Long Nguyen

Associate Professor, Department of Statistics, University of Michigan
Director of Master's programs in Statistics

Other affiliations:
Department of Electrical Engineering and Computer Science
Michigan Institute for Data Science
Vietnam Institute for Advanced Study in Mathematics (long-term member)

Email: xuanlong@umich.edu
Office: 461 West Hall, Phone: 734-763-3499, Fax: 734-763-4676

Mail Address: 439 West Hall, 1085 South University, Ann Arbor, MI 48109-1107

[Research] [Teaching] [Students] [Publications]

Students in the Master's programs in Statistics: Questions about specific course work should be directed to the advising team (email address: stat-ms-ad@umich.edu) or to your assigned faculty advisor. Please go to this page to this page set up an appointment with me or other advisors. Students in the dual Master's program are welcome to sign up for an appointment with me.

Prospective PhD students: Thank you for your interest. Admissions decision is made a graduate admissions committee, please see this link for further information. My apology if I am unable to respond to your enquiry due to the large volume of such emails.

Research interests

Editorial boards

Synopsis: Statistical inference is the computational process of turning data into statistics, prediction and understanding. I work with richly structured data, such as those extracted from texts, images and other spatiotemporal signals.

I am particularly interested in a field in statistics known as Bayesian nonparametrics, which provides a fertile and powerful mathematical framework for the development of many computational and statistical modeling ideas. The spirit of Bayesian nonparametric statistics is to enable the kind of inferential procedures according to which both the statistical modeling and computational complexity may adapt to increasingly large and complex data patterns in a graceful and effective way. In this framework, stochastic processes and random measures, along with latent variable models such as mixture, hierarchical and graphical models figure prominently. My students and I seek to understand the interaction between statistical inference and the theory of optimal transport that arises in the learning of complex hierarchical models.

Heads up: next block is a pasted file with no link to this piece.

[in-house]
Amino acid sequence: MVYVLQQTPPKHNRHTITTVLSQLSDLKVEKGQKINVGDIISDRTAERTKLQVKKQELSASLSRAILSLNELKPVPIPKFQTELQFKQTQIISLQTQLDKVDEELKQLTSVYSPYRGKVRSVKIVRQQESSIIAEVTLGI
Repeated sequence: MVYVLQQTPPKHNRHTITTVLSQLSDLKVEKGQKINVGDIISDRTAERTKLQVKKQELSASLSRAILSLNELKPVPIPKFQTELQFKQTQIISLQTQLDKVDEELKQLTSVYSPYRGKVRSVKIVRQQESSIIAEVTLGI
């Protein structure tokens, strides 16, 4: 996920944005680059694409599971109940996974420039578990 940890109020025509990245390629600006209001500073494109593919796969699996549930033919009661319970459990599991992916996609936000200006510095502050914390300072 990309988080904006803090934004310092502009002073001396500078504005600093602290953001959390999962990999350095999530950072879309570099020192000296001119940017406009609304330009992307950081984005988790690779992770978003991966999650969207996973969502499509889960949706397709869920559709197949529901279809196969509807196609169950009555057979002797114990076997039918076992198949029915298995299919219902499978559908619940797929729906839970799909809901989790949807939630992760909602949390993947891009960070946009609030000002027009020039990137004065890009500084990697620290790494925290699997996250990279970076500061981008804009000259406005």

My motivation for all this came originally from an interest in machine learning, which continues to be an area of major activities. A primary focus in our machine learning research is to develop more effective inference algorithms using variational, stochastic and geometric viewpoints.

Fun statistics: number of papers I have written that has a giant's name in the title, as of twenty eighteen: Bayes = 6; Dirichlet = 4; Gauss = 2; Wasserstein = 1; Lyapunov = 1; Names I wish to appear on my paper's title: Blackwell, De Finetti, Riemann, Stein,

Students [selfie in deserted Niagara Falls in November] [on a Phở day] [@Ashley's]

Former students and postdocs Master's students Undergraduate honor thesis advisees Visitors

Some collaborative projects and links

A biased and recent sample

Selected talk slides

Last updated on September 7, 2015 by XuanLong Nguyen (Nguyễn Xuân Long)